The Carringbush Hotel in Melbourne is not your average pub, and neither is its wine offer.

Since the pub’s ownership changed in 2018, it has installed eight taps dedicated to wine by the glass – four white and four red.

The pub’s patrons are on board with its kegged offering, according to co-owner Liam Matthews.

The venue’s new owners feel strongly about sustainability, so the business partners – all of whom wanted to run the pub with a low carbon footprint – embarked on a significant refurbishment of the venue to better align it with their business vision.

They worked hard to reduce waste, Matthews says, and they achieved this by embracing a plant-based menu and by moving away from packaged beverage products including wine bottles to reduce its usage of glass, plastic, aluminium and cardboard.

These days, the venue only puts out 600 litres of rubbish and 800 litres of recycling each week.

While the pub does stock a few bottles of wine to pad out its offering, they are at the premium end and are only sold occasionally, according to Matthews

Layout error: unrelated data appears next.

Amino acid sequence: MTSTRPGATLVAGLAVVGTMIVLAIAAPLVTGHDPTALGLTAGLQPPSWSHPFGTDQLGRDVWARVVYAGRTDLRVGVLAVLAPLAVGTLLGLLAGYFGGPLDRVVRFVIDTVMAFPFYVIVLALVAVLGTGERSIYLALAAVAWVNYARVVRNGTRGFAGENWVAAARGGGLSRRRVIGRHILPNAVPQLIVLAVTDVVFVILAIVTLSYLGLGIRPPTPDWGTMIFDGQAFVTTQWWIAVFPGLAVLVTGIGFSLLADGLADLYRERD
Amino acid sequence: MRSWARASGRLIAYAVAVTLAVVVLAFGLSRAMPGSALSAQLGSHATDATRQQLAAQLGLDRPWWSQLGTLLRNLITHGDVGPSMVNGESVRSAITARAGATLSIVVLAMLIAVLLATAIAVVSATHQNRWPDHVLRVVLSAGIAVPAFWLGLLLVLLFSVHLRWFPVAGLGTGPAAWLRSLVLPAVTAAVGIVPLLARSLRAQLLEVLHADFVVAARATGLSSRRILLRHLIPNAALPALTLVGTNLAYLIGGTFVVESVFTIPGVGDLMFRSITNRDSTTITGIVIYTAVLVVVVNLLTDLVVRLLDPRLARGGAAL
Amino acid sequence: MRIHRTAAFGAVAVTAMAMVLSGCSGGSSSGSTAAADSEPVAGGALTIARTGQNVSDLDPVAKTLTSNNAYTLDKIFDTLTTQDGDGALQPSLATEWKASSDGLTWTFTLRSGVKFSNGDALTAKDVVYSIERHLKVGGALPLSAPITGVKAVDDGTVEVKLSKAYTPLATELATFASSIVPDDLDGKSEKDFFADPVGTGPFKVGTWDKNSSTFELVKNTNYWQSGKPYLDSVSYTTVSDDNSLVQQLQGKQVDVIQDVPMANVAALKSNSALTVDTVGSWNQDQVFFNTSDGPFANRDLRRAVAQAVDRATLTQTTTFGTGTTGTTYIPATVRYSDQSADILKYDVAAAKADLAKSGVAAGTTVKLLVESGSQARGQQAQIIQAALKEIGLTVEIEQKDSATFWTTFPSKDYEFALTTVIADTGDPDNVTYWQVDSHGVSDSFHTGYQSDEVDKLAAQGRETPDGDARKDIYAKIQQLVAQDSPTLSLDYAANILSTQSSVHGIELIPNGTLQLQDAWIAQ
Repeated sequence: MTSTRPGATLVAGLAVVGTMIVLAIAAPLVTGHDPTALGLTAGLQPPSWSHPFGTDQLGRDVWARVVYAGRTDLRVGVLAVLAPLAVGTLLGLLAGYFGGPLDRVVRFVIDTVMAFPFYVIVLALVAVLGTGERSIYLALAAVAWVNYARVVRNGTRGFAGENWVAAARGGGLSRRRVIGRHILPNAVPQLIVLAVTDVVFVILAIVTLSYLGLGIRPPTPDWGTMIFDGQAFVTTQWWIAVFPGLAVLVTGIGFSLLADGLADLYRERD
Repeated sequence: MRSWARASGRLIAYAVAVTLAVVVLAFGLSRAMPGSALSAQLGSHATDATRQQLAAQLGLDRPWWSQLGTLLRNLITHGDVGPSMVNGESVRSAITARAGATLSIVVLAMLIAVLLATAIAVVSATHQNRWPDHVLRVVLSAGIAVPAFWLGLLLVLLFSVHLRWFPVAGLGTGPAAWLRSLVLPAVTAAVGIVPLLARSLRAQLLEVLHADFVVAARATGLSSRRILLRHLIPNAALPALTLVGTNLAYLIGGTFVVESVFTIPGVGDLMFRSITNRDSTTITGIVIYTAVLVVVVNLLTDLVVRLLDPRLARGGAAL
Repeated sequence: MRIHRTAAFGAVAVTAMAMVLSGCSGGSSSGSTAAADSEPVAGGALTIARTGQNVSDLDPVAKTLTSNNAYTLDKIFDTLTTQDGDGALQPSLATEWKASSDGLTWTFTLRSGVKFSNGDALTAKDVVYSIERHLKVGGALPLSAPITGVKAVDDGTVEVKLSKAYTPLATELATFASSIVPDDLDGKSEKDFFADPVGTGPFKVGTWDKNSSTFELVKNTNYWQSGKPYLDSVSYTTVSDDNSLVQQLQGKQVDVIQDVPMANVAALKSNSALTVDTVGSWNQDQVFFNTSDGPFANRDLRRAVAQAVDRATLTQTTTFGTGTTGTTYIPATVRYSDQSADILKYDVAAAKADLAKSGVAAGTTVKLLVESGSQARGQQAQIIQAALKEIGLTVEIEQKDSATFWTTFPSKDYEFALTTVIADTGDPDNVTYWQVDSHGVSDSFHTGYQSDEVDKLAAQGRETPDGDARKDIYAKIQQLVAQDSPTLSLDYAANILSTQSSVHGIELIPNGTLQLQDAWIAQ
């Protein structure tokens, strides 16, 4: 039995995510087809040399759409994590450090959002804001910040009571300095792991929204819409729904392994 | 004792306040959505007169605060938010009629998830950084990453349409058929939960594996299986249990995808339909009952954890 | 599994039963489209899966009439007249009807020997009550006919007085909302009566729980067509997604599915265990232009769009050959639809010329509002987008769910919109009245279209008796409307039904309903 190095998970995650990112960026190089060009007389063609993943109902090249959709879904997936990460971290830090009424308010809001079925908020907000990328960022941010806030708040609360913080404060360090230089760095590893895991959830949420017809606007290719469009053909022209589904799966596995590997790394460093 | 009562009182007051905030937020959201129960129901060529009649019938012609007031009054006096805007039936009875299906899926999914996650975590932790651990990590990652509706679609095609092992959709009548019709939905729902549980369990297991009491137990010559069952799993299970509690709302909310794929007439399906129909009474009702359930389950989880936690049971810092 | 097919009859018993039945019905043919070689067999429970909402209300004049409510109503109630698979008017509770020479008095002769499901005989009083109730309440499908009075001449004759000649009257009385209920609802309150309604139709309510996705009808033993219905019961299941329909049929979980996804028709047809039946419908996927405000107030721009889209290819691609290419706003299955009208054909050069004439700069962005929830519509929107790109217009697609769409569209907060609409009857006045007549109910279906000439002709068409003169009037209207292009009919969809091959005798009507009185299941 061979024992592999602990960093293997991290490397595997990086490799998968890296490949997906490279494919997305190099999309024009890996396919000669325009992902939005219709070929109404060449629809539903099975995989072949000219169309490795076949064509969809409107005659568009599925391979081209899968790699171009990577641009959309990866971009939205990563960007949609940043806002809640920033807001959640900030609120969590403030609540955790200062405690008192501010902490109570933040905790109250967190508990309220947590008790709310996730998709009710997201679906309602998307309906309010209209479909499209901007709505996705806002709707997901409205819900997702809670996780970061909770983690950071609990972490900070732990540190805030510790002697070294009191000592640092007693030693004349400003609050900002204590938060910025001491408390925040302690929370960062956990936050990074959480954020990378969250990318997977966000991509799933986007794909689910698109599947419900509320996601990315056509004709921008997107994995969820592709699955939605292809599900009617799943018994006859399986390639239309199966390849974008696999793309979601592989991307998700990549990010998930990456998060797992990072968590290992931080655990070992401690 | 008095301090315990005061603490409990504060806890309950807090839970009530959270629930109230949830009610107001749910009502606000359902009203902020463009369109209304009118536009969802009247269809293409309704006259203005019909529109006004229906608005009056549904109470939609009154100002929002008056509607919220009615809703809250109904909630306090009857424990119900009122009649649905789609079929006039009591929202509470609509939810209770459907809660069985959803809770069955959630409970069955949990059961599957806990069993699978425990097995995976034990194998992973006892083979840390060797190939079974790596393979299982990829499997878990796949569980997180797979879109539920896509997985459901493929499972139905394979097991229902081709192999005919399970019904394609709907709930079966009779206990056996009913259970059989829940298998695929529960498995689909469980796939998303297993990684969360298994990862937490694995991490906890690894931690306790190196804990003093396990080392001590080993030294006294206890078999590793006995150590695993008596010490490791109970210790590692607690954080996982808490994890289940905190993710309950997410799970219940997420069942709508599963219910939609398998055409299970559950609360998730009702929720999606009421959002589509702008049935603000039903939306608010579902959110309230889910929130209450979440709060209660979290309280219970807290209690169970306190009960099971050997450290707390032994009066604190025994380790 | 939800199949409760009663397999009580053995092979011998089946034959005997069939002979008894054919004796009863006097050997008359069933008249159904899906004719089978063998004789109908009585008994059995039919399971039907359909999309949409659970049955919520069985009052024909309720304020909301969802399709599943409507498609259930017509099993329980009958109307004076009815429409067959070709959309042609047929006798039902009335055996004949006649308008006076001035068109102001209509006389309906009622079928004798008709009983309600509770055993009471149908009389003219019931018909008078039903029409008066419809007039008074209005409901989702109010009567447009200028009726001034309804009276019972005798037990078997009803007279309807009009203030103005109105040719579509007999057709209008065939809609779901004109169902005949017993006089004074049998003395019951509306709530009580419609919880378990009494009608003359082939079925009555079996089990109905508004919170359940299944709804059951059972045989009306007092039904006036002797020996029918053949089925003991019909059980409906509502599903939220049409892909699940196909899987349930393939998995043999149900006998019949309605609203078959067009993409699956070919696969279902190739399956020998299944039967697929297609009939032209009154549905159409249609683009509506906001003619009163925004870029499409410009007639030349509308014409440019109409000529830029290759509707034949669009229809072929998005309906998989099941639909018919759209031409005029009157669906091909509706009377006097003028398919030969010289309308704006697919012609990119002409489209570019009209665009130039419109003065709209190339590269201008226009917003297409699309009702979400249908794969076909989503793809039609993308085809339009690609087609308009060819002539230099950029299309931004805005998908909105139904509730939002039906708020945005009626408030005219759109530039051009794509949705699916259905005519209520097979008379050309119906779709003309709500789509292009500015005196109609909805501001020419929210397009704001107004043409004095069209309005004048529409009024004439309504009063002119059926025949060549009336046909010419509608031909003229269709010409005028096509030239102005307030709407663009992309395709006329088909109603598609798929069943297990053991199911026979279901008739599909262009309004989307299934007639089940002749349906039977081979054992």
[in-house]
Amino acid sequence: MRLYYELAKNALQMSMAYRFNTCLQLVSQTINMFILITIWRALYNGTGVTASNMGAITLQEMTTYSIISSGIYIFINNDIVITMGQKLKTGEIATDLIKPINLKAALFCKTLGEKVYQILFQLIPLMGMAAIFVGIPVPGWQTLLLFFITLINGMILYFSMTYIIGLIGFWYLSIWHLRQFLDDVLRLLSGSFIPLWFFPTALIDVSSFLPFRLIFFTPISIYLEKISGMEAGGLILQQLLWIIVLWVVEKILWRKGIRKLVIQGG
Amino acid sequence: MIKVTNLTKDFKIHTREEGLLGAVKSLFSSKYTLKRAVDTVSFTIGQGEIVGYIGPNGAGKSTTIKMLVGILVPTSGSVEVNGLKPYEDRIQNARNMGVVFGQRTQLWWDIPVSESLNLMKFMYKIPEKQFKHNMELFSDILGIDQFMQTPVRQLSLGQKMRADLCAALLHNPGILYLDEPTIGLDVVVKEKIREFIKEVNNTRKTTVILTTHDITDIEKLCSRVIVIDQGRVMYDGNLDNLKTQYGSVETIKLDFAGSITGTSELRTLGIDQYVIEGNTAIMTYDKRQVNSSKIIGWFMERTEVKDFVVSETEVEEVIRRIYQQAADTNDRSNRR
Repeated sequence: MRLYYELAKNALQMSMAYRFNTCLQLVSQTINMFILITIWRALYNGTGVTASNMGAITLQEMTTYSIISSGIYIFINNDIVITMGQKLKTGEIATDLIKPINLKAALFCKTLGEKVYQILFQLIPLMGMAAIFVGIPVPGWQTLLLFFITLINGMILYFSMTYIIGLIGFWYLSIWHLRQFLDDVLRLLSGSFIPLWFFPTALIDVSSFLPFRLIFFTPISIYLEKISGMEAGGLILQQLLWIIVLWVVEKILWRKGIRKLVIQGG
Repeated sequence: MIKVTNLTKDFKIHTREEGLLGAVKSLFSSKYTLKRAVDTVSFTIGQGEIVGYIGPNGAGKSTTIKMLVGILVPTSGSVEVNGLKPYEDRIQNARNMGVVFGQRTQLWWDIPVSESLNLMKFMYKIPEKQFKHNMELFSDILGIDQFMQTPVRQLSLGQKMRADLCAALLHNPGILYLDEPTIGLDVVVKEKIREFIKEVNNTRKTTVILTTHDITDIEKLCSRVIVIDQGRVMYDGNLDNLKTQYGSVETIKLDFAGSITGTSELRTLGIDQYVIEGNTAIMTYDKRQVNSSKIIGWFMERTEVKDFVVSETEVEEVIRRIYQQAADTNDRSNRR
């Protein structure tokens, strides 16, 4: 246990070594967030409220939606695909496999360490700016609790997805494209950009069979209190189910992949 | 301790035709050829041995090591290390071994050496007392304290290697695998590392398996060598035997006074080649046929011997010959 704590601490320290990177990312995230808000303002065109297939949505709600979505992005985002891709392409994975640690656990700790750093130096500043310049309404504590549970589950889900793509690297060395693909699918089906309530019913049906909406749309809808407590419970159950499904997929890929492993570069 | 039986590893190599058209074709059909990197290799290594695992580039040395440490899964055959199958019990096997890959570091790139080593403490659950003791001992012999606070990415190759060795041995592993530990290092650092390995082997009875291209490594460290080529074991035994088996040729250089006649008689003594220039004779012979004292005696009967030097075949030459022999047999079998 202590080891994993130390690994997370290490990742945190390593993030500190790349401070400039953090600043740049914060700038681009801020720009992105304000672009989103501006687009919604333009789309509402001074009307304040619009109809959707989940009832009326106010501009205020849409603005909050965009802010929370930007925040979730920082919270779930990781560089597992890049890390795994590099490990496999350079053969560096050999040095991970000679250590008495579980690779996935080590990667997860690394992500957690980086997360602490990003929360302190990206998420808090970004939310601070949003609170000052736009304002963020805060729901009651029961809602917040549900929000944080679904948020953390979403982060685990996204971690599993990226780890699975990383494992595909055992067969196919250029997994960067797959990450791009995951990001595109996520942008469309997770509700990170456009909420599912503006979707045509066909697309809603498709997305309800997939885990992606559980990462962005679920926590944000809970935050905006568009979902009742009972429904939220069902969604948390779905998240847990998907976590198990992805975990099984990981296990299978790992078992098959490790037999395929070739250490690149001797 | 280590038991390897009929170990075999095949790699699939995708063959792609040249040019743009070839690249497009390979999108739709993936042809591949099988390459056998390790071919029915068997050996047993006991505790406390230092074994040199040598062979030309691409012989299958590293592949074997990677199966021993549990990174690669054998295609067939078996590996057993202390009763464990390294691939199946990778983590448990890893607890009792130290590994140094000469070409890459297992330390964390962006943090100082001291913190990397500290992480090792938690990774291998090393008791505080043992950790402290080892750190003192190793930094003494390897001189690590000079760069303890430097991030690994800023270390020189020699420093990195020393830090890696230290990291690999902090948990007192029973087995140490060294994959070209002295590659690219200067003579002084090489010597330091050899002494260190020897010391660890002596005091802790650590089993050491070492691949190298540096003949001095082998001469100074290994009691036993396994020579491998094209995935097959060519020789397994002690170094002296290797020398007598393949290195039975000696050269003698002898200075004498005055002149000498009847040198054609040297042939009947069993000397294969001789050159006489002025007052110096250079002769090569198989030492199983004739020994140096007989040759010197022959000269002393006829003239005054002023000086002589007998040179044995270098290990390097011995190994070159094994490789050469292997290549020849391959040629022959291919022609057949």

“It’s really just for show. Most of our wine is sold from the tap,” he says.

Bedding the system down required some tinkering, Matthews says. “There was lots of trial and error in terms of the different gases and there were teething problems, but three years down track, we’re stoked. It’s super stable, and I’m surprised everyone’s not doing this, it’s a bit of a dream.”

There are other advantages beyond the environmental win, according to Matthews. “The wine is a little cheaper as there are no labelling or packaging costs to take into account,” he says.

Freshness is another added benefit. “The last glass that comes out is as fresh as the first glass and we get every drop of wine out of those kegs.”

Also, the wine wastage from a bottle adds up over the years, Matthews says, and wine on tap is so much easier than bottles for staff.

“The customer response has also been great. People were a bit nervous at the start, but they were just wary because it was different.”

Want to keep reading? Read the rest of the article below in the March issue of Australian Hotelier.

Leave a comment

Your email address will not be published. Required fields are marked *